Help Create a Community Garden in Masi – A Labour of Love

Mama Yandi

Yandiswa Mazwane – affectionately known as Mamma Yandi ­– is one of those incredible women who works tirelessly for their community. Based in Masiphumelele, she created the Masi Creative Hub, fed more than 250 children during lockdown, runs a girls’ club and hosts every creche in Masi for outdoor playing and art classes. Her latest project is to establish a community garden that aims to feed more than 100 hungry children from the community. 

Yandiswa has been allowed the use of a large premises next door to Desmond Tutu HIV Foundation Youth Centre in Masi for the next nine months. In this time, she has to show that she can use the property to the benefit of the community. If she does this successfully, she’ll be permitted to continue the community projects there for the long term.

Since receiving the land about a month ago, Yandiswa has already been putting the property to good use. She hosts every crèche in Masi on a rolling schedule, for a day of formal art classes and outdoor play. Many of these crèches have no outdoor areas at all, and no formal classes, so this is a highlight for the children. She also hosts a girls’ support club and the Masi Creative Hub at the premises. This registered NGO provides a safe space for high school beginners to do art activities that help them cope with the very real challenges of adolescence and high school. Her latest project is to turn the sprawling, sandy outdoor area into a flourishing community vegetable garden.

“This premises is owned by a trust that is letting me use it for the community. There is so much we can do with this space that was closed up – unused – for five years. We are using it to create a safe space for children, women and young people in Masi. Now, we must also grow food here. Our high school children can come here to learn how to grow food,” she says. “I am determined to make a success of it for our community.”

“There are still at least 100 children in Masi that constantly need our support in terms of a meal,” says Yandiswa. “We are feeding them five days a week and the Generations School provides a packed meal for the weekend. A garden like this would really help us feed these children and many more people. We work with other feeding schemes like the one in Ocean View; any extra food would then be used to feed seniors in the community” she says.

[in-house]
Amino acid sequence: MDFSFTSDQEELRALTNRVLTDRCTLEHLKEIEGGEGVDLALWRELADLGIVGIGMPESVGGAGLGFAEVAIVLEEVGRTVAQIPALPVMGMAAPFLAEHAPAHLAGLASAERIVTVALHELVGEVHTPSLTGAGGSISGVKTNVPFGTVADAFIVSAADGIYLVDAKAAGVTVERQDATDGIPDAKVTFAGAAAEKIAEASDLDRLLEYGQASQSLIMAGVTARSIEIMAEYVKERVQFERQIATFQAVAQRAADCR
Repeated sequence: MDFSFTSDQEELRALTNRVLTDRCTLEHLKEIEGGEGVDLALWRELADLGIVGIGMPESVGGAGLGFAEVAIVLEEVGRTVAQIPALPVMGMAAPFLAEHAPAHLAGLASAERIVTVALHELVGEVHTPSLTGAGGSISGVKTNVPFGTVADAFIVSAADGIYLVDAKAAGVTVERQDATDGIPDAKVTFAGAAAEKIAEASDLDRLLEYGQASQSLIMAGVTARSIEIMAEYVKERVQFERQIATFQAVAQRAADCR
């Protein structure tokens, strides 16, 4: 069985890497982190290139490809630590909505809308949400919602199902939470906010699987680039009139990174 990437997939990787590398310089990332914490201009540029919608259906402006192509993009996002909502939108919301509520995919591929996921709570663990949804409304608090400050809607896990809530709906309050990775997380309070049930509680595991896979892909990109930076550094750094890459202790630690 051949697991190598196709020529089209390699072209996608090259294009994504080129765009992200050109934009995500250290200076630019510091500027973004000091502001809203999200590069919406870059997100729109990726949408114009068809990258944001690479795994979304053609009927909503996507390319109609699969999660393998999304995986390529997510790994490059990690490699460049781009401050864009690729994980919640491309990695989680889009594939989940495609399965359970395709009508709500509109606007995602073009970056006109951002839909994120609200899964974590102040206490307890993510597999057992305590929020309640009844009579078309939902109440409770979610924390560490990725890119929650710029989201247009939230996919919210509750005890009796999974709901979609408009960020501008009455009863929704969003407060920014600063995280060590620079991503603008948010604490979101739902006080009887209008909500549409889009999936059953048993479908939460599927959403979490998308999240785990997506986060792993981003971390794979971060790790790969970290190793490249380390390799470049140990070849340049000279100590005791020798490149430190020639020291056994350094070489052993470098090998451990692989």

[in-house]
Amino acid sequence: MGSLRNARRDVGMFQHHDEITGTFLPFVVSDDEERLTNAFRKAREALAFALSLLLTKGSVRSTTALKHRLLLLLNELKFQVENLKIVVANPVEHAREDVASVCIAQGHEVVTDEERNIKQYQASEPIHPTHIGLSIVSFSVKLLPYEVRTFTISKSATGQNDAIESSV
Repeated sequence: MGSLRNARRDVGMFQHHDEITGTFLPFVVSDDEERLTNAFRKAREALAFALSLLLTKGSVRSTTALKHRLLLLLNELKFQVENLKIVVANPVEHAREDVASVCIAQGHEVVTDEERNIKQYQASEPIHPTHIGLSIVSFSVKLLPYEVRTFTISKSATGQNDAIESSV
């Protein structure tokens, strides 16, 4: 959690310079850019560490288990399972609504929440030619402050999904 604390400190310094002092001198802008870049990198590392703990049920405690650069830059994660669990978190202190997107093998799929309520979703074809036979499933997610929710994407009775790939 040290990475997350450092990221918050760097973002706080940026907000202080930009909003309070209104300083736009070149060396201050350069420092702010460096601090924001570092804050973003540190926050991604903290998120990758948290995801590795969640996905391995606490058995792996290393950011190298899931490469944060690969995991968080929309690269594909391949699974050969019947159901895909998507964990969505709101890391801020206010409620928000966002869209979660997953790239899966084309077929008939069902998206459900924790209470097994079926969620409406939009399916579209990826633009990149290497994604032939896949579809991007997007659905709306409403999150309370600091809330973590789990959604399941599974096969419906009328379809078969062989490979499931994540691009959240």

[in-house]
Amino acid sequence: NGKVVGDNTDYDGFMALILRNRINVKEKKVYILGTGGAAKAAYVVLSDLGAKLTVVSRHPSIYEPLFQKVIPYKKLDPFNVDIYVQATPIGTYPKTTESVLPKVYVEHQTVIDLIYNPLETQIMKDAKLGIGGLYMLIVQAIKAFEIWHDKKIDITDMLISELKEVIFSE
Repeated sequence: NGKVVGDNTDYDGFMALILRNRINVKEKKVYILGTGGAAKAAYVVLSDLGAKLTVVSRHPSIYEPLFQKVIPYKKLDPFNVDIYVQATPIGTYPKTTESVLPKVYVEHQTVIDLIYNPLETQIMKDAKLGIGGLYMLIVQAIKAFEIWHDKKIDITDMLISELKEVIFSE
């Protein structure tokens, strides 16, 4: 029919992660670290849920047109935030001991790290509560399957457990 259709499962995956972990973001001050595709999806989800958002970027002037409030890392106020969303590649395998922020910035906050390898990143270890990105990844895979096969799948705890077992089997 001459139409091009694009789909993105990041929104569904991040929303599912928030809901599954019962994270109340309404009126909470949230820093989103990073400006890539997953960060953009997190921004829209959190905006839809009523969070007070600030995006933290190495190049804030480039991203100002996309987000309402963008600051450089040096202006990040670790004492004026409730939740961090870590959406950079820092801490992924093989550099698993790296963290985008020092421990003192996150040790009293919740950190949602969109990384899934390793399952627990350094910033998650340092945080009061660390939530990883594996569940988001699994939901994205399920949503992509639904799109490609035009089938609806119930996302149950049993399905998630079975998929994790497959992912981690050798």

Angela Gomes from Jardim Family Organic Garden in Noordhoek has been assisting with the community garden project, offering advice and training a team of gardeners in their gardens. “One man really showed a passion for the job and he has stayed on to establish this garden. He works five days a week here, although he only earns a stipend of R2000 per month. We need a few things to get this garden growing and sustainable and we hope the Noordhoek community will be able to help us,” she says.

The area is very sandy, and the priority is water. Angela says, “There is supposed to be a borehole on this property but we have been unable to locate it even using experts. We really need help finding it and probably fixing it or – possibly – digging a new one. This garden is not going to be a success without a reliable source of water.”

The list of things the community garden needs:

1.       Borehole

2.       Compost, fertilisers and topsoil

3.       Seedlings & seeds (fruit and veggies)

4.       Tools: spades, forks, hose pipes, irrigation (sprinklers)

5.       Cash donation: to pay gardener a living wage and an assistant once a week

6.       Eco-bricks

If you can help with any of these please contact Angela Gomes at angmac@me.com.

If you would like to help with a cash donation, please send an eft to:

Masiphumelele Creative Hub
First National Bank (FNB)
Account Number:  628 326 910 85
Branch code: 260300

This is a registered NPO so you can claim the relevant tax benefits.

bowl of spinach

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